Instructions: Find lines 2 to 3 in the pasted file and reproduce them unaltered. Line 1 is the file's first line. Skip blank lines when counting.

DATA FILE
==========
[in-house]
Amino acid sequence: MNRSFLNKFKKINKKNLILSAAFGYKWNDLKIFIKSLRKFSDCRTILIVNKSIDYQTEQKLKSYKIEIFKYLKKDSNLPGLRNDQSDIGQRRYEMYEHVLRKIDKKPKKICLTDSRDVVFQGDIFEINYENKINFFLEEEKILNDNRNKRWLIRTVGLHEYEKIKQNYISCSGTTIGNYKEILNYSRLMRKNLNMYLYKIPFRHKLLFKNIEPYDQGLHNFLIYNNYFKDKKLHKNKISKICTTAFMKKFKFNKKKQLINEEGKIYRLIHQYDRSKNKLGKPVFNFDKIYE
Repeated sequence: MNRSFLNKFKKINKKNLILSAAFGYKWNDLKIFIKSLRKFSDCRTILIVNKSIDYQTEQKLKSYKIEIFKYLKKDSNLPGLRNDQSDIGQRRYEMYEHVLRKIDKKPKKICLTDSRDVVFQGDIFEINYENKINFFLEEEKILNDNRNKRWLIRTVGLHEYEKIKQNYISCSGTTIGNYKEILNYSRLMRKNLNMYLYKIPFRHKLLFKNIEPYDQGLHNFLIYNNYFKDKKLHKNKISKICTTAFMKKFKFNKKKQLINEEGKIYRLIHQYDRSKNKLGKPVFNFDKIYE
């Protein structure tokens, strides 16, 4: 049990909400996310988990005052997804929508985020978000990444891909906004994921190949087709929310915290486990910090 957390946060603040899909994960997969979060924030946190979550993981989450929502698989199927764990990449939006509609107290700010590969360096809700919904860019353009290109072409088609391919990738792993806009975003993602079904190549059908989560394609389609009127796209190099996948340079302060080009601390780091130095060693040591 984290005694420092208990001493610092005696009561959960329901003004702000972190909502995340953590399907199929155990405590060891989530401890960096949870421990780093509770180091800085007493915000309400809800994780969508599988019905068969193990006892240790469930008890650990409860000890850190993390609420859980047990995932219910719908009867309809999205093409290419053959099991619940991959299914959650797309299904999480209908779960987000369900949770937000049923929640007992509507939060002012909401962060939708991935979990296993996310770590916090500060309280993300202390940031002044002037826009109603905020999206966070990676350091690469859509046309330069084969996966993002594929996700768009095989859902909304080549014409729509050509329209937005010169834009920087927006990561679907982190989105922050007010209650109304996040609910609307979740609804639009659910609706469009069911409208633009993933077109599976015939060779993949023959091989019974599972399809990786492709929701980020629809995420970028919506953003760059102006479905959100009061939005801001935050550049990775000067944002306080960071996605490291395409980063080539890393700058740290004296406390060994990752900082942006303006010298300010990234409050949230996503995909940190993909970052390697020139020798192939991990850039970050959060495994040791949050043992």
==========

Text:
Amino acid sequence: MNRSFLNKFKKINKKNLILSAAFGYKWNDLKIFIKSLRKFSDCRTILIVNKSIDYQTEQKLKSYKIEIFKYLKKDSNLPGLRNDQSDIGQRRYEMYEHVLRKIDKKPKKICLTDSRDVVFQGDIFEINYENKINFFLEEEKILNDNRNKRWLIRTVGLHEYEKIKQNYISCSGTTIGNYKEILNYSRLMRKNLNMYLYKIPFRHKLLFKNIEPYDQGLHNFLIYNNYFKDKKLHKNKISKICTTAFMKKFKFNKKKQLINEEGKIYRLIHQYDRSKNKLGKPVFNFDKIYE
Repeated sequence: MNRSFLNKFKKINKKNLILSAAFGYKWNDLKIFIKSLRKFSDCRTILIVNKSIDYQTEQKLKSYKIEIFKYLKKDSNLPGLRNDQSDIGQRRYEMYEHVLRKIDKKPKKICLTDSRDVVFQGDIFEINYENKINFFLEEEKILNDNRNKRWLIRTVGLHEYEKIKQNYISCSGTTIGNYKEILNYSRLMRKNLNMYLYKIPFRHKLLFKNIEPYDQGLHNFLIYNNYFKDKKLHKNKISKICTTAFMKKFKFNKKKQLINEEGKIYRLIHQYDRSKNKLGKPVFNFDKIYE